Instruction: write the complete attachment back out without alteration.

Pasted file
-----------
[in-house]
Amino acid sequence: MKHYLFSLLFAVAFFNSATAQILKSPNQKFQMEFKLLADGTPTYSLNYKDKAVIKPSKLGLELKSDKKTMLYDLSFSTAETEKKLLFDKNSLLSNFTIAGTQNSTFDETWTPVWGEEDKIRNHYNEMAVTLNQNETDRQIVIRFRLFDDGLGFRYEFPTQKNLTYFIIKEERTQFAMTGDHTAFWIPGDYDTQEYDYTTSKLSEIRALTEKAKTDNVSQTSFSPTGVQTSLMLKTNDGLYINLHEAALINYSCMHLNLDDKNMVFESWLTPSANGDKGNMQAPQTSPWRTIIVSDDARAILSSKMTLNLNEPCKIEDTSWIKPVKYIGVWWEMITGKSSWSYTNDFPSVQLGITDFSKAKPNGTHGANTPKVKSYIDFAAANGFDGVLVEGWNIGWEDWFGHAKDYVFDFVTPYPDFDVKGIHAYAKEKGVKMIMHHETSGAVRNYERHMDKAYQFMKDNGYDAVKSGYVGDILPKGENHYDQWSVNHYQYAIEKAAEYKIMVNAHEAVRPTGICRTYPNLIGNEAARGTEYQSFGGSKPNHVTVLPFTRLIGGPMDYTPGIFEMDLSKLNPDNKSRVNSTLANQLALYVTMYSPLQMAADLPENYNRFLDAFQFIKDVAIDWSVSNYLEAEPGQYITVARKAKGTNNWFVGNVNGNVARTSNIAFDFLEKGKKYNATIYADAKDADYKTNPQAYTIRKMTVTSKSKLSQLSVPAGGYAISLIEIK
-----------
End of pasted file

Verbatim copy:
[in-house]
Amino acid sequence: MKHYLFSLLFAVAFFNSATAQILKSPNQKFQMEFKLLADGTPTYSLNYKDKAVIKPSKLGLELKSDKKTMLYDLSFSTAETEKKLLFDKNSLLSNFTIAGTQNSTFDETWTPVWGEEDKIRNHYNEMAVTLNQNETDRQIVIRFRLFDDGLGFRYEFPTQKNLTYFIIKEERTQFAMTGDHTAFWIPGDYDTQEYDYTTSKLSEIRALTEKAKTDNVSQTSFSPTGVQTSLMLKTNDGLYINLHEAALINYSCMHLNLDDKNMVFESWLTPSANGDKGNMQAPQTSPWRTIIVSDDARAILSSKMTLNLNEPCKIEDTSWIKPVKYIGVWWEMITGKSSWSYTNDFPSVQLGITDFSKAKPNGTHGANTPKVKSYIDFAAANGFDGVLVEGWNIGWEDWFGHAKDYVFDFVTPYPDFDVKGIHAYAKEKGVKMIMHHETSGAVRNYERHMDKAYQFMKDNGYDAVKSGYVGDILPKGENHYDQWSVNHYQYAIEKAAEYKIMVNAHEAVRPTGICRTYPNLIGNEAARGTEYQSFGGSKPNHVTVLPFTRLIGGPMDYTPGIFEMDLSKLNPDNKSRVNSTLANQLALYVTMYSPLQMAADLPENYNRFLDAFQFIKDVAIDWSVSNYLEAEPGQYITVARKAKGTNNWFVGNVNGNVARTSNIAFDFLEKGKKYNATIYADAKDADYKTNPQAYTIRKMTVTSKSKLSQLSVPAGGYAISLIEIK